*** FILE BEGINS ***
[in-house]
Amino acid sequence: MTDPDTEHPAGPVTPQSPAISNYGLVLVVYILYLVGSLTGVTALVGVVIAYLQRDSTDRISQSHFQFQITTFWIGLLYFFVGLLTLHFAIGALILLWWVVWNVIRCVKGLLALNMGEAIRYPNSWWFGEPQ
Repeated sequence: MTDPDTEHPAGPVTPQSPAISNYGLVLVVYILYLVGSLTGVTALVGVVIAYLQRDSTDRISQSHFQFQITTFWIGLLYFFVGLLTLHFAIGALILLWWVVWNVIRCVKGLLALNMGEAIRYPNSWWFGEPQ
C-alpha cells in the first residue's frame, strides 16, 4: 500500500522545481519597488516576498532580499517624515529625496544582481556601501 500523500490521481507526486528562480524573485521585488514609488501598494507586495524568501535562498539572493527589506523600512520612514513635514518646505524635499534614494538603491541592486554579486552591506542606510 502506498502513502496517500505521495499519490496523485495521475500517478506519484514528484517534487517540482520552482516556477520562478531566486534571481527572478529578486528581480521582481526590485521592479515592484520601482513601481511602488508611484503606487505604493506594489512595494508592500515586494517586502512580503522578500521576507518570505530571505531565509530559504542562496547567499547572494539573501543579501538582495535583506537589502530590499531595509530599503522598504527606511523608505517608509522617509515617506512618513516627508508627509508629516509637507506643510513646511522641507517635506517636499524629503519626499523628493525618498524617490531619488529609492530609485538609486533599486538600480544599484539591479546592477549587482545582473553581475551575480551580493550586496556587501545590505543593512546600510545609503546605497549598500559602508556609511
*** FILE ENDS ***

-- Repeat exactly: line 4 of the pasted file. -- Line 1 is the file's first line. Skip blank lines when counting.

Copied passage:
C-alpha cells in the first residue's frame, strides 16, 4: 500500500522545481519597488516576498532580499517624515529625496544582481556601501 500523500490521481507526486528562480524573485521585488514609488501598494507586495524568501535562498539572493527589506523600512520612514513635514518646505524635499534614494538603491541592486554579486552591506542606510 502506498502513502496517500505521495499519490496523485495521475500517478506519484514528484517534487517540482520552482516556477520562478531566486534571481527572478529578486528581480521582481526590485521592479515592484520601482513601481511602488508611484503606487505604493506594489512595494508592500515586494517586502512580503522578500521576507518570505530571505531565509530559504542562496547567499547572494539573501543579501538582495535583506537589502530590499531595509530599503522598504527606511523608505517608509522617509515617506512618513516627508508627509508629516509637507506643510513646511522641507517635506517636499524629503519626499523628493525618498524617490531619488529609492530609485538609486533599486538600480544599484539591479546592477549587482545582473553581475551575480551580493550586496556587501545590505543593512546600510545609503546605497549598500559602508556609511